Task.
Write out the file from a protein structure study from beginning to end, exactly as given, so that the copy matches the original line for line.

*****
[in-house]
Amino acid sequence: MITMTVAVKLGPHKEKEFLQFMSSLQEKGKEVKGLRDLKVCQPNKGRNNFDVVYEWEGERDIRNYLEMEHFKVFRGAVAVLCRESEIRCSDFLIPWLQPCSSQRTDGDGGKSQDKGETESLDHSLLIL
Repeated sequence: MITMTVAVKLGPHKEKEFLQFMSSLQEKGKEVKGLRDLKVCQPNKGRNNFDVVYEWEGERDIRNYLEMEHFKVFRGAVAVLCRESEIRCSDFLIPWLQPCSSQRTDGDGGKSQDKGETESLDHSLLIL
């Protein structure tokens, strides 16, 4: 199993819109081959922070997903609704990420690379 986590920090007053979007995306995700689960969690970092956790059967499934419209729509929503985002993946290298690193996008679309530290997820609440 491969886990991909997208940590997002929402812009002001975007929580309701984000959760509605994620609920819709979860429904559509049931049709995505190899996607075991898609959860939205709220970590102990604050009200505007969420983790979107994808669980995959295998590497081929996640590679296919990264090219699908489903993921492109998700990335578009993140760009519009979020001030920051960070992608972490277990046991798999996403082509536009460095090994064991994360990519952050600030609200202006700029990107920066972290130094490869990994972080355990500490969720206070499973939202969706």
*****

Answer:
[in-house]
Amino acid sequence: MITMTVAVKLGPHKEKEFLQFMSSLQEKGKEVKGLRDLKVCQPNKGRNNFDVVYEWEGERDIRNYLEMEHFKVFRGAVAVLCRESEIRCSDFLIPWLQPCSSQRTDGDGGKSQDKGETESLDHSLLIL
Repeated sequence: MITMTVAVKLGPHKEKEFLQFMSSLQEKGKEVKGLRDLKVCQPNKGRNNFDVVYEWEGERDIRNYLEMEHFKVFRGAVAVLCRESEIRCSDFLIPWLQPCSSQRTDGDGGKSQDKGETESLDHSLLIL
């Protein structure tokens, strides 16, 4: 199993819109081959922070997903609704990420690379 986590920090007053979007995306995700689960969690970092956790059967499934419209729509929503985002993946290298690193996008679309530290997820609440 491969886990991909997208940590997002929402812009002001975007929580309701984000959760509605994620609920819709979860429904559509049931049709995505190899996607075991898609959860939205709220970590102990604050009200505007969420983790979107994808669980995959295998590497081929996640590679296919990264090219699908489903993921492109998700990335578009993140760009519009979020001030920051960070992608972490277990046991798999996403082509536009460095090994064991994360990519952050600030609200202006700029990107920066972290130094490869990994972080355990500490969720206070499973939202969706």